56th Dist. candidate Crews carves out casino position; Is leaving Midway College job

05/10/2013 10:35 AM

The entrance of an anti-casino independent candidate into an open Central Kentucky House race shouldn’t cut into the conservative base of voters in the June 25 special election, said Republican candidate Lyen Crews.

Crews, speaking to Pure Politics after a meet-and-greet in Frankfort on Thursday, said John-Mark Hack, a former Democrat running as an independent, might draw more support away from Democratic candidate James L. Kay II.

“I guess it takes two Democrats to beat a Republican,” Crews said.

Crews also confirmed that he is leaving his post as Midway College’s vice president for business affairs on May 31. He said he has accepted a position with the financial team of the online textbook company eCampus in Lexington. He said that opportunity came up independent of the 56th District race.

The winner in the special election in the 56th House District will replace Democrat Carl Rollins, who resigned when he was promoted to run the Kentucky Higher Education Assistance Authority. The district covers eastern Franklin County, Woodford County and western Lexington. It includes much of the heart of Central Kentucky’s horse country with some of the biggest thoroughbred stables and Keeneland Racetrack, which is why expanded gambling is a key issue.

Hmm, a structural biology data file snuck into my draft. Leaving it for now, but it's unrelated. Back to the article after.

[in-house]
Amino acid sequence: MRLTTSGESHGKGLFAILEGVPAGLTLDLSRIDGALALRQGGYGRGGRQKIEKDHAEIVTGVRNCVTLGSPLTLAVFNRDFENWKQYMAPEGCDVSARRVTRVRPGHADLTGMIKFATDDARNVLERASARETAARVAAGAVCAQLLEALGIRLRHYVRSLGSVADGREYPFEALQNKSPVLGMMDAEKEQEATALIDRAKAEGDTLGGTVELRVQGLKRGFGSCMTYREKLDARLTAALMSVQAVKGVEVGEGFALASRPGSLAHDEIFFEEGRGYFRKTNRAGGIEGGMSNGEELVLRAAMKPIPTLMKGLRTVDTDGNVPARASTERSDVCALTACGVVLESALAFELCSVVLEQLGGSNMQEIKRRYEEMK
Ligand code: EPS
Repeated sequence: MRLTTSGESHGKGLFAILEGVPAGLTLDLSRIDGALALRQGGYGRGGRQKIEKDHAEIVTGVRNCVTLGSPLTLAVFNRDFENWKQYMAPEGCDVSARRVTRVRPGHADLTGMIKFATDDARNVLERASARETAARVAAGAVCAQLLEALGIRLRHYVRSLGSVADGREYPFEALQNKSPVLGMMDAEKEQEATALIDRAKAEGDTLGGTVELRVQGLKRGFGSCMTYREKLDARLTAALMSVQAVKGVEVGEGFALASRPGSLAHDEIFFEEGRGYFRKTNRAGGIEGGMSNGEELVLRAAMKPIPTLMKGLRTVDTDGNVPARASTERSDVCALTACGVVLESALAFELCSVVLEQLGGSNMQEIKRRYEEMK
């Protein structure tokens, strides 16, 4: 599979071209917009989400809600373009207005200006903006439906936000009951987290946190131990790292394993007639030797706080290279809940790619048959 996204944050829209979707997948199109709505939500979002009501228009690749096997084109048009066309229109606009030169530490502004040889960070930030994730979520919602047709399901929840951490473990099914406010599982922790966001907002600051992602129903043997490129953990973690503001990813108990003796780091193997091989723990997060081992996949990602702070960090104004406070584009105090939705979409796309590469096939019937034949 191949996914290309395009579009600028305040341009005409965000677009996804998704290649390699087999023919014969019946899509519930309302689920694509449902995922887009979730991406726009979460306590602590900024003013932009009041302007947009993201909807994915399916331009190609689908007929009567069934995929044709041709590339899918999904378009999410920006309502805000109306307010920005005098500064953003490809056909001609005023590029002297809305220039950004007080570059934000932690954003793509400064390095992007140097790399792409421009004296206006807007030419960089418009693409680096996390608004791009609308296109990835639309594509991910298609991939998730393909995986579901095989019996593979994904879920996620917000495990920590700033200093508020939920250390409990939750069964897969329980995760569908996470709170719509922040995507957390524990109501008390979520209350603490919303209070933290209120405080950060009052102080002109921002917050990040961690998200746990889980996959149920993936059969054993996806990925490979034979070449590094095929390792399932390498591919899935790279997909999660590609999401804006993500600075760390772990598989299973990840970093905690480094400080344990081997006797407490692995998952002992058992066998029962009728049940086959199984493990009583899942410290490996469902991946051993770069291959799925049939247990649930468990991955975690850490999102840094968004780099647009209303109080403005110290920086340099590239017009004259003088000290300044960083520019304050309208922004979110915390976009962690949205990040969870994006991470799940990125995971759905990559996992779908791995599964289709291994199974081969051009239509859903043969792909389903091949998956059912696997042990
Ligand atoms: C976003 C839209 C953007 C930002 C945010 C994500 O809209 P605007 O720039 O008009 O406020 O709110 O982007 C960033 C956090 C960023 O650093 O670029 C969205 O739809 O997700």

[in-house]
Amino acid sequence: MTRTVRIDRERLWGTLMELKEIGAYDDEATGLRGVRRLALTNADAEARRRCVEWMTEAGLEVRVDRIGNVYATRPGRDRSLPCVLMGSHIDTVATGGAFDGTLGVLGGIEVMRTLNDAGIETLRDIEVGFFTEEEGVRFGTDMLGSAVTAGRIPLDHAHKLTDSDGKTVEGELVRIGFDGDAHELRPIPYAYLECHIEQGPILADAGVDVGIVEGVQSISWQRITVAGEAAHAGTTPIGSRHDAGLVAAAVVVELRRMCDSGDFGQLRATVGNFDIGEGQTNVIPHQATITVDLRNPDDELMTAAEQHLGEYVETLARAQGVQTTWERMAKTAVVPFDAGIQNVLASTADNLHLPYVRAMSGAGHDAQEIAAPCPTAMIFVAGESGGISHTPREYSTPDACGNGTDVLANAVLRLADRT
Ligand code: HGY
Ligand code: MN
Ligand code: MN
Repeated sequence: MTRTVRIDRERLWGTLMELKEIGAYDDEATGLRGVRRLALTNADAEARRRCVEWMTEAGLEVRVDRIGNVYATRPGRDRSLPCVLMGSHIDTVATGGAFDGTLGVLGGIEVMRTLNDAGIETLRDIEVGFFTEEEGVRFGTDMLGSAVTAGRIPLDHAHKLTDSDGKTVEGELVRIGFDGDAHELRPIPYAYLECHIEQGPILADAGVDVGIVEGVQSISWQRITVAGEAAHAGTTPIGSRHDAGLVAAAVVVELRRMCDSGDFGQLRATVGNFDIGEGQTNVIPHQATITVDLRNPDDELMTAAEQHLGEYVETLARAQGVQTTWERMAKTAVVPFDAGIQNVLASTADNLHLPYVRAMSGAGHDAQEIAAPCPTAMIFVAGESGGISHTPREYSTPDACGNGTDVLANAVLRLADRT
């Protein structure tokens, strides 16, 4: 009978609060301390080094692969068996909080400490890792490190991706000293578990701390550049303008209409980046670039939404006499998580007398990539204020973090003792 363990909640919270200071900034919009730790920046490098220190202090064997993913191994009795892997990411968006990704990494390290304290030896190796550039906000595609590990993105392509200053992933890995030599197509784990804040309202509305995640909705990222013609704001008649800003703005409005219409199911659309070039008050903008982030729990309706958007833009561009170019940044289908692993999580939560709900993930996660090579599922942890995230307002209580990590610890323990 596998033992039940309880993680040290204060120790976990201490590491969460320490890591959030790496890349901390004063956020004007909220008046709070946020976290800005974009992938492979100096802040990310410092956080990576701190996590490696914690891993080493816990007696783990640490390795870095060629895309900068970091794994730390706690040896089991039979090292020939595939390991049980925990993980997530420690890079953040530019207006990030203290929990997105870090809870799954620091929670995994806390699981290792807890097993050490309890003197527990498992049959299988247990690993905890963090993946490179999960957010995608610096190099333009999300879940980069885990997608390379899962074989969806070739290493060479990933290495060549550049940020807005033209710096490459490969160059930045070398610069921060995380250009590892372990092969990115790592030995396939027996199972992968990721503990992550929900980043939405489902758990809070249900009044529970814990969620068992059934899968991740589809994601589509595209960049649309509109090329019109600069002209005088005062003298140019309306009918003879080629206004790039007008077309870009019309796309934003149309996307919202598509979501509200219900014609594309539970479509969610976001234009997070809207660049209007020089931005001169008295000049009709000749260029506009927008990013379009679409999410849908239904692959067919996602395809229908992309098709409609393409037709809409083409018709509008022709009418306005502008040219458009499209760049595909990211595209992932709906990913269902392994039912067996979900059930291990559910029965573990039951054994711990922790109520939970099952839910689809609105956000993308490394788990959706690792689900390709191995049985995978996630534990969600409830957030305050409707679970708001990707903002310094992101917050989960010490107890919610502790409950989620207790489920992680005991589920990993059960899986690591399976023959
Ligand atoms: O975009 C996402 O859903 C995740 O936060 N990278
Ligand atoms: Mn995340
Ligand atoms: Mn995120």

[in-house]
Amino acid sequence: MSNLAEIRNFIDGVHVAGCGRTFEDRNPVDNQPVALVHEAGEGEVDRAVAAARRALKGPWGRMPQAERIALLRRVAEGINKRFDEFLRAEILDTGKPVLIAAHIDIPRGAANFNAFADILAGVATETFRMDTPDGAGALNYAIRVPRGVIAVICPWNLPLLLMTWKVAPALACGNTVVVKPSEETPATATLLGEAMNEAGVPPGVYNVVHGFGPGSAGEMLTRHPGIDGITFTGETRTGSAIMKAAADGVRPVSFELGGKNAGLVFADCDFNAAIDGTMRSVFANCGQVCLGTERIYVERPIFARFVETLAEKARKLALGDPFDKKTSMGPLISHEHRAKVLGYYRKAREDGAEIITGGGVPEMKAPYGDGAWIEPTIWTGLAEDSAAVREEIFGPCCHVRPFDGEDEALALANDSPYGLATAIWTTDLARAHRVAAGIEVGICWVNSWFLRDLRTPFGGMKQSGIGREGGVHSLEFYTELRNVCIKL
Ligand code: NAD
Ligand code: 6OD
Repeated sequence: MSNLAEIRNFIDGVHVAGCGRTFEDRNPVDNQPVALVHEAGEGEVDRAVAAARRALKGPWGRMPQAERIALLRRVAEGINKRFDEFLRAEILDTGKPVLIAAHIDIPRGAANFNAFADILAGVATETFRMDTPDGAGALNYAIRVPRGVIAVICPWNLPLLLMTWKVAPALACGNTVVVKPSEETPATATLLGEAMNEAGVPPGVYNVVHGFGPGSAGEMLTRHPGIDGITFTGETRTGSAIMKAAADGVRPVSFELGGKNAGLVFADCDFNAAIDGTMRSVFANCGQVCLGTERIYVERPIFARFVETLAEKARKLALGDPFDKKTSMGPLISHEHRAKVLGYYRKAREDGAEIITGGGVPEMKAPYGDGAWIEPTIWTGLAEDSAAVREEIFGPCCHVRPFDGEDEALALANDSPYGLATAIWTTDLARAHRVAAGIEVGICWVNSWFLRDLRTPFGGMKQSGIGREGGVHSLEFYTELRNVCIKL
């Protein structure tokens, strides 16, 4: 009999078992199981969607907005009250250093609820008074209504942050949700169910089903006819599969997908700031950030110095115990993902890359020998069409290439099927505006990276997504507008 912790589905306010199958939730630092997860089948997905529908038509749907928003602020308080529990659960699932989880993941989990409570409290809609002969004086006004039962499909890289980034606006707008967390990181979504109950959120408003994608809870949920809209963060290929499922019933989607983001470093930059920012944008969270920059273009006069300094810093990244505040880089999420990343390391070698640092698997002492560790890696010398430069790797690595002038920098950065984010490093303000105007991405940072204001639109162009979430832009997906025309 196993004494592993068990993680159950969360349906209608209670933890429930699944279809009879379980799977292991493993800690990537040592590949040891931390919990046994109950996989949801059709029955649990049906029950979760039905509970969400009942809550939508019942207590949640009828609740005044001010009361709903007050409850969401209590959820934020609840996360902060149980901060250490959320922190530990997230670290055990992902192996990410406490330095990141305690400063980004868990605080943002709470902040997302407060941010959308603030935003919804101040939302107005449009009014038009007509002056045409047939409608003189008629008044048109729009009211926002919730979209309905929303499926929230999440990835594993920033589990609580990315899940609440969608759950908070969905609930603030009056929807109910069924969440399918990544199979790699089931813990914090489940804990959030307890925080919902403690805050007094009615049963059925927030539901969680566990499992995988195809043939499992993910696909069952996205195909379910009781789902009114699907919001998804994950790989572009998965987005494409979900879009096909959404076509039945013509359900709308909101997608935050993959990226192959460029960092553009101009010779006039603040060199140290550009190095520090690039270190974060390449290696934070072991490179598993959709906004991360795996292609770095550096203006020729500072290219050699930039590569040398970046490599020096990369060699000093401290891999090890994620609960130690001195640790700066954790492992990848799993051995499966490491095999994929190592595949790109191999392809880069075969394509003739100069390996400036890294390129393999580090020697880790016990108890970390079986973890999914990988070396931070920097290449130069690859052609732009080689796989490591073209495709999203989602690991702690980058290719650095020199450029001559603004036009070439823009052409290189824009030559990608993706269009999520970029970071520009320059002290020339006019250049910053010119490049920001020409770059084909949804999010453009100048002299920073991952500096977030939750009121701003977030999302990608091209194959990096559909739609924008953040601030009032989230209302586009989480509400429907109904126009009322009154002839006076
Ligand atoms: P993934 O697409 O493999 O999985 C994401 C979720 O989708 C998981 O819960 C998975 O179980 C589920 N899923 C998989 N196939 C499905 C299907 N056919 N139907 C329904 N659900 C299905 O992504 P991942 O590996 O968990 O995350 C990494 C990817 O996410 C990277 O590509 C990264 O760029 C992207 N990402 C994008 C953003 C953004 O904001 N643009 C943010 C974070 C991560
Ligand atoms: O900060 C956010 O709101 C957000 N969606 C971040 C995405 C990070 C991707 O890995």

Hack, the independent candidate, formerly served as the public voice for the group Say No to Casinos and opposes expanded gambling.

Kay told Pure Politics he wants to work with horse owners to determine what kind of expanded gambling proposal they want.

Crews said he would favor a constitutional amendment to allow gambling, which would require approval of three-fifths of each legislative chamber and ratification by voters. Here’s what he said:

Crews spoke with Pure Politics hours after Gov. Steve Beshear announced Kentucky would expand Medicaid to cover more than 300,000 more low-income Kentuckians who earn between the federal poverty rate and 138 percent of that rate. The federal government will cover the full cost of the expansion for the first three years, then the state government will have to kick in 5 percent the first year and 10 percent by 2020.

While Crews said he understood the reasoning behind Beshear’s decision, he disagreed with the process. He said he would have preferred the legislature to sign off on such a big policy move with budget implications.


Subscribe to email updates.

Subscribe and get the latest political intelligence delivered to your inbox.